From social media pursuits to big-scale events, marketing your company's products or services is essential for bringing in new customers and keeping current ones interested in what you offer. Check out these marketing campaigns to help you find inspiration.

1. Building Around a Viral Post

Who could forget "the dress?" For several weeks in early 2015, the internet argued over whether a Tumblr user Caitlin McNeil's dress was black and blue or white and gold. When it became clear that the debate wouldn't die down within a day or two, brands from all types of industries jumped on the chance to advertise their brand with the dress.

From Dunkin' Donuts' creation of donuts inspired by the dress' colors to LEGO tweeting two of their characters with the different-colored dresses on, you couldn't escape the viral post. Even Adobe got in on the post, effectively advertising its products while offering a scientific explanation as to why some people saw one color combination and some saw another.

When brands like Dunkin' Donuts, LEGO, and Adobe weigh in on viral posts like this, they show that are in touch with the people, with internet and meme culture, and with the personable, fun side that everyone has to them. Putting a "face" to the brand shows consumers that real people work behind the scenes and makes them feel more connected to a company or product.

2. Creating an Inclusive Environment

An increasing number of consumers are looking to support inclusive companies. This means more brands are committing to creating marketing campaigns with diverse actors for a broader audience. From more people of color to those who identify outside of societal gender or sexuality norms, to people with different physical, mental, and emotional capabilities, companies want their commercial, radio, print, and social media ad campaigns to reader wider audiences.

It isn't enough simply to have more diverse ad campaigns, though. Companies need to promote diversity and accessibility within their products or services as well. Restaurants can work to make having Braille menus the norm, hotels can create more wheelchair-accessible rooms, and so on. Inclusivity is an excellent marketing campaign, but those with different appearances, lifestyles, or abilities want to know they are truly being included and not just being used as a marketing prop.

unique marketing campaigns that work

"Design With Intention" by Eleana Gkogka

3. Designing Interactive Experiences

People love interactive marketing, whether it's a game you can play on the company website or something you can visit in person. The interactive exhibits change each year and include a variety of culture, style, and technology activities.

Rooms are created in collaboration with other companies that range from Dunkin' Donuts to Cadillac, and each room offers a different experience. Past rooms have included creating music with punching bags, making your own art, and much more. To pull off event-based marketing, it is important to ensure the event is fun for a variety of people but still on brand so that attendees are likely to be interested in your products or services.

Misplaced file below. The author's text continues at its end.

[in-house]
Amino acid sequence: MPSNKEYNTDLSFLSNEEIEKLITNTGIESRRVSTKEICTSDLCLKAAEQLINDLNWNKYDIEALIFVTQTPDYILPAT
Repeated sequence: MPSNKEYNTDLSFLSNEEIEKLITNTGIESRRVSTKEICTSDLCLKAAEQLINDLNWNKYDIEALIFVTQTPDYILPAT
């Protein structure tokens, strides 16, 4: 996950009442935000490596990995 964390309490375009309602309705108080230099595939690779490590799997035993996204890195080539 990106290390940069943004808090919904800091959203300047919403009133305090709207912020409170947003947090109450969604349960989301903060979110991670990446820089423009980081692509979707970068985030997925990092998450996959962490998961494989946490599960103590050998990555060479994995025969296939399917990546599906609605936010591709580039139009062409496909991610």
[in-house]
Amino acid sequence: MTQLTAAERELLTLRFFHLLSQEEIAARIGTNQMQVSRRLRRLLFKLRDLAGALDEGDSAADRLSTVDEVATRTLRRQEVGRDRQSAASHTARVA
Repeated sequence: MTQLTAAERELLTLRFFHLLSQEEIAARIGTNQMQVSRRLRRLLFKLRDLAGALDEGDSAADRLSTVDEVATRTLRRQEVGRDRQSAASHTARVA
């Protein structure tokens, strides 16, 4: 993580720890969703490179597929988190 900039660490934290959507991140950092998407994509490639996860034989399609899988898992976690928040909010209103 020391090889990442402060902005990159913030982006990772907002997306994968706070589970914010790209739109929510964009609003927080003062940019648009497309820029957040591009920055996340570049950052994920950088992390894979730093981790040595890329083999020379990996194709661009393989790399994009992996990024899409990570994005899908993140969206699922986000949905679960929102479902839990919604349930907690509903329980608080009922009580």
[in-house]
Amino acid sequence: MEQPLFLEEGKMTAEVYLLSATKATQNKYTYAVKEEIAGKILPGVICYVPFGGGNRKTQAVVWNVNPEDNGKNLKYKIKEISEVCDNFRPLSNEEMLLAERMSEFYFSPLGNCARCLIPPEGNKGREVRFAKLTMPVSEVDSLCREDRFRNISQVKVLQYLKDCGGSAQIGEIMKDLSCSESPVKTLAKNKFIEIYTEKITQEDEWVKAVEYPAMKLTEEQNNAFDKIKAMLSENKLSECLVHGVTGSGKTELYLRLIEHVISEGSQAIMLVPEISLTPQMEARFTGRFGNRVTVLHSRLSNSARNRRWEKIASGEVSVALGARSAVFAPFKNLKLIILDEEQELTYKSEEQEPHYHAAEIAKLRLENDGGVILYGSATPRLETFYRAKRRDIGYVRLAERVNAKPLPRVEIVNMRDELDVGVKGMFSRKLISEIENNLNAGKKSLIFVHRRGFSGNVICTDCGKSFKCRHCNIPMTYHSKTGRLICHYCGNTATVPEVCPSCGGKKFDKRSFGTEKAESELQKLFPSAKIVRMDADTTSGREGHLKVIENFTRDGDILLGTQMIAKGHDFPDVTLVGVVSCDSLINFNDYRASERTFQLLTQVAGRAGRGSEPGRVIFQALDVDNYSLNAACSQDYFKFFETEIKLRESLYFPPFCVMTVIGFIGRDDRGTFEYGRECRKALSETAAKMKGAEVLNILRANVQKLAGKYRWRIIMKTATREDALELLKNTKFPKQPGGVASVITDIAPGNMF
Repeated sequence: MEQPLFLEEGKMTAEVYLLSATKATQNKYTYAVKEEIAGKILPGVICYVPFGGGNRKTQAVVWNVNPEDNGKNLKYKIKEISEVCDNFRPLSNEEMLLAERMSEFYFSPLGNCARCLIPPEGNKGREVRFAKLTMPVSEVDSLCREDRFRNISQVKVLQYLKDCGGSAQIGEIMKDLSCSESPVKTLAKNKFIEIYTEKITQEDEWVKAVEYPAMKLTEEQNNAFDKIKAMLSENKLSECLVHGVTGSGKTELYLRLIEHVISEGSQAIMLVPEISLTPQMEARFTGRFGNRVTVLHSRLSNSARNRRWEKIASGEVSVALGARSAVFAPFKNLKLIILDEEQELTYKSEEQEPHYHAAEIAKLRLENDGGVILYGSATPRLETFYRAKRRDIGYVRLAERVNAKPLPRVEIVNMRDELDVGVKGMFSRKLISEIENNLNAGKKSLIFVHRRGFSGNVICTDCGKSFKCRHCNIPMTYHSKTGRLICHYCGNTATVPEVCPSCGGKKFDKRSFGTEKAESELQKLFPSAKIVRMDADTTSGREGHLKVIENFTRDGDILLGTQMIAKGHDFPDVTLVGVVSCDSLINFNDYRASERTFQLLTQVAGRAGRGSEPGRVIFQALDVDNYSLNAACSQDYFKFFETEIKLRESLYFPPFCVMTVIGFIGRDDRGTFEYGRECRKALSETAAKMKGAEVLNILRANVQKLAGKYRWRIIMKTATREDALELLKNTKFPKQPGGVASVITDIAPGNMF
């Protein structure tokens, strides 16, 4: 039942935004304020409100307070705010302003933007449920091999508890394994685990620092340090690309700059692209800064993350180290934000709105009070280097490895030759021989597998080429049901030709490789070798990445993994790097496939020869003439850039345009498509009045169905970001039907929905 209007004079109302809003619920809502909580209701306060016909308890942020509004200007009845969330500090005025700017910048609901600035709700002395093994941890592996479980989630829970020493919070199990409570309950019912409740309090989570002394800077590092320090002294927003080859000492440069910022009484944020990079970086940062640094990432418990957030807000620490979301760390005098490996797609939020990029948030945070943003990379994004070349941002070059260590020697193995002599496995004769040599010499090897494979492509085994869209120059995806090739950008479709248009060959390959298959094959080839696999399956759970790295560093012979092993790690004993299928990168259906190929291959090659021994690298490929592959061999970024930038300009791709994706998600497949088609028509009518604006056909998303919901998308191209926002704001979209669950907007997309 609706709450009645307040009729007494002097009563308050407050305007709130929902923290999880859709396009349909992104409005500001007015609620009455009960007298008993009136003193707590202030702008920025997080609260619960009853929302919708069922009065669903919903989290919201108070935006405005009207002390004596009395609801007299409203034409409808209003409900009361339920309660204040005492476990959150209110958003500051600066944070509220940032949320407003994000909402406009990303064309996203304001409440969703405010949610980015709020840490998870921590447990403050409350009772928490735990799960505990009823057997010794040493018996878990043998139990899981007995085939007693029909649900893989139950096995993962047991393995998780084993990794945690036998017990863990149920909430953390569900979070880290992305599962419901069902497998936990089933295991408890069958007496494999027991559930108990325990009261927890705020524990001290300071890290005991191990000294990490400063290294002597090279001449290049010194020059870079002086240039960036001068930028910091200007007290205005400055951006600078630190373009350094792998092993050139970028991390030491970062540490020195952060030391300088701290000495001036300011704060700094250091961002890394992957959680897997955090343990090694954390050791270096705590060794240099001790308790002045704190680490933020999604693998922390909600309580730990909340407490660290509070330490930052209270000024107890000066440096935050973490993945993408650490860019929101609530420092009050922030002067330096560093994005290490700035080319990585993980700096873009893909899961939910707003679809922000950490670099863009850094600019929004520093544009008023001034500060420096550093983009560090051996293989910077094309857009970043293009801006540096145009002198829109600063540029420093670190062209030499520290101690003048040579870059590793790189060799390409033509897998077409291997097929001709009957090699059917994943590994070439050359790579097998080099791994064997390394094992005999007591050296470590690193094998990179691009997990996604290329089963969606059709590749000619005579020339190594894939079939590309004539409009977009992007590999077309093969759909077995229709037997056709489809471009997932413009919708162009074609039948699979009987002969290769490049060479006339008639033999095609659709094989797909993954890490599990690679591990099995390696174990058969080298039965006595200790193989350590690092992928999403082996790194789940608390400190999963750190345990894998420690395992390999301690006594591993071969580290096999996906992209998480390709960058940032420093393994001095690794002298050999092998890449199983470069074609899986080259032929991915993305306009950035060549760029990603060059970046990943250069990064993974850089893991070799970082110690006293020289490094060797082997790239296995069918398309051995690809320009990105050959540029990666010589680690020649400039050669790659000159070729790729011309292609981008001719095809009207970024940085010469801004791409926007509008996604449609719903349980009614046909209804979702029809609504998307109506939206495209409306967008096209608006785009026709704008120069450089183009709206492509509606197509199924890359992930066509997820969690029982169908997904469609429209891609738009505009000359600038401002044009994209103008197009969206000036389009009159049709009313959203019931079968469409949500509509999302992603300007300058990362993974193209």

4. Blogging and Infographics

Although perhaps not as unique, blogging and creating infographics for your website are still very popular methods of digital marking. Mint is an excellent example of a company that creates informative blogs and well-designed infographics that add visual interest to their website and brand.

When writing blogs, focus on information that is newsworthy and relevant to your industry and use a call to action at the end that asks questions or otherwise gets a discussion going in the comments. Infographics should be high-quality, branded with your company name and, if possible, logo colors, and provide information in tiny tidbits that include plenty of facts and figures. These types of posts are easy to share on social media and makes it easier for people to remember what they read.

5. Trending Hashtags

Creative marketing experts swear by creating unique hashtags for your digital marketing campaigns, and for good reason. Hashtags get people talking, but only when used correctly. Look to Lean Cuisine for an example. The company once notoriously focused on marketing diet meals to women so that they would lose weight, but in a world where body-inclusivity is becoming more important, marketers got smart and changed their tactics. The company's #WeighThis campaign focused on women being "weighed" based on accomplishments that had nothing to do with their physical appearances. The branded hashtag ended up getting more than 204 million people interested in it.

To make a hashtag work for you, you'll need to find something that relates to your brand's product or service but is catchy enough for people to see and click on to read more about. Hashtags are especially popular on Twitter and Instagram, although they work on Facebook as well. Remember to create a hashtag that's short enough for people to tweet their own post with it. Something too long will be difficult to share.

Remember that marketing of any sort is sometimes trial and error. Some campaigns will be viral hits; others will barely make a splash. Marketing is only partially about knowledge and creativity. The rest is just plain trial and error. If one tactic doesn't work, don't be afraid to try another one.


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